How to View the Eclipse Safely with a Pizza Box

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"During most new Moons when the Moon passes between the Earth and the Sun, the Moon's orbit takes it a little bit above the plane of the Earth's orbit or a little bit below the plane of the Earth's orbit and what that means is you see the Moon passing a little bit above the Sun or a little bit below the Sun, but at least twice a year we get some type of a solar eclipse". They're the first postage stamp in this country that uses thermocromatic ink that changes the image when you touch the stamp.

The eclipse will only be "total" for about two minutes within a 70-mile-wide swath running from OR to SC.

My reason for traveling to see the total eclipse may be different from yours.

Brooklynites can head over to the Clinton Hill Library at 380 Washington Avenue (at Lafayette Avenue) on Monday for a Solar Eclipse Viewing Party from 1:30pm-4pm where they'll distribute viewing glasses and show attendees how to make a pinhole viewer. The moon covering the sun disappears.

An eclipse is a rare and striking phenomenon you won't want to miss, but you must carefully follow safety procedures.

"This is actually really useful, that the sun is being blocked out behind the moon, because the photosphere, this main body of the sun, is so much brighter than the atmosphere around it that we usually can't see the atmosphere around the sun", she says. "Everyone should watch how the sun's reduced light affects our landscape and the enhanced contrast between light and shadow which will make for great photographic opportunities".

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"To actually get to see it live and in person with my naked eye, is just going to be..." If you're in a pinch a sheet of No. 14 welder's glass might work. If the sky is clear, you are guaranteed to find it worthwhile. A total solar eclipse occurs when the moon's apparent diameter is larger than the sun's, blocking all direct sunlight.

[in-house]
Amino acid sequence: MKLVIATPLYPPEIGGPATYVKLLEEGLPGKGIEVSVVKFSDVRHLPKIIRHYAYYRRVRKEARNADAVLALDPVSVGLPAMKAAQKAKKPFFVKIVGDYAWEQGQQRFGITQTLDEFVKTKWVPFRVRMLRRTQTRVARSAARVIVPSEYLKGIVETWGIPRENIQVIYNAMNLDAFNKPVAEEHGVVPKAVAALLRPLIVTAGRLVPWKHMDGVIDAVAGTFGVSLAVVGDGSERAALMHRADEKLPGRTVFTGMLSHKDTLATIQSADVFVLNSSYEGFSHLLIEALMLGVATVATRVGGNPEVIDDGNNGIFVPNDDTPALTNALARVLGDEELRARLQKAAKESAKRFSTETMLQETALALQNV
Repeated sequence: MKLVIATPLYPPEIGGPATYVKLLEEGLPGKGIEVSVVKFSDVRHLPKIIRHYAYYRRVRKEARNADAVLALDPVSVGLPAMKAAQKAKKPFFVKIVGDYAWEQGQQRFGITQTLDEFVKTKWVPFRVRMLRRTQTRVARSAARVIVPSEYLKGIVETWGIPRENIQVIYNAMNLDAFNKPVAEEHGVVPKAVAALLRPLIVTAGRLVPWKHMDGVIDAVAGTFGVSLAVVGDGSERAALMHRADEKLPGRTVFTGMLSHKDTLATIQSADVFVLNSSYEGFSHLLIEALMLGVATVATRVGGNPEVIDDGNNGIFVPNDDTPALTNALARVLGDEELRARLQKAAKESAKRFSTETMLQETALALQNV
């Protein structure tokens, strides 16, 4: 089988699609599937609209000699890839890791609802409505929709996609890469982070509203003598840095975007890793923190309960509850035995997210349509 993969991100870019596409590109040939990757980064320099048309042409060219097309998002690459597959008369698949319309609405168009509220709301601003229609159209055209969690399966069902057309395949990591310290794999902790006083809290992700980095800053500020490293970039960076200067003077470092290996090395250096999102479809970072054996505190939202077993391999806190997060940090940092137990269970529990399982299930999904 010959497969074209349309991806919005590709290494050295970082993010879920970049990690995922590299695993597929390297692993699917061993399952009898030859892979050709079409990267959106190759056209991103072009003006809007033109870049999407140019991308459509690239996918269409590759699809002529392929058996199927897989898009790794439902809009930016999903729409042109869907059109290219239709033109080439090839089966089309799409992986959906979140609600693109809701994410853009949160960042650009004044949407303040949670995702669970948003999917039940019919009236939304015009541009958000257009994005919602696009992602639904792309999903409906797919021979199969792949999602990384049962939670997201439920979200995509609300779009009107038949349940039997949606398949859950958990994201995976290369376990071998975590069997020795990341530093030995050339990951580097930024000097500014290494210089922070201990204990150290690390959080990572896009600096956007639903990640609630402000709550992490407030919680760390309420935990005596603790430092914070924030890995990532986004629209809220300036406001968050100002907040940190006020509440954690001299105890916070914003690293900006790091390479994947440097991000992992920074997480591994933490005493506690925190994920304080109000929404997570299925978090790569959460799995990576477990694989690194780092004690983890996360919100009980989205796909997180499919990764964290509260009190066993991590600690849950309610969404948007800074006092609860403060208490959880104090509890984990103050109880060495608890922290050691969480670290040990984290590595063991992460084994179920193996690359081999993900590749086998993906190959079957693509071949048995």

If you're not in the zone of totality, as will be the case for most of the country, the eclipse will be intellectually interesting but not dramatic.

Because this eclipse is so accessible, scientists have planned dozens of expeditions.

We hope to learn more about how the sun shines. NBC also plans live coverage, with Lester Holt hosting special reports at noon and 1 p.m. featuring correspondents reporting from Oregon, Illinois, Wyoming and SC.

But the most important scientific outcome from this year's eclipse may be more fundamental: inspiring a 7- or 8-year-old girl or boy somewhere to enter a career of science, perhaps even leading to a fantastically wonderful discovery 20 or 30 years from now. It might just be the key to some hitherto unimaginable breakthrough benefiting all the people of the world.

Jay Pasachoff is chair of the International Astronomical Union's Working Group on Solar Eclipses and a professor of astronomy at Williams College.

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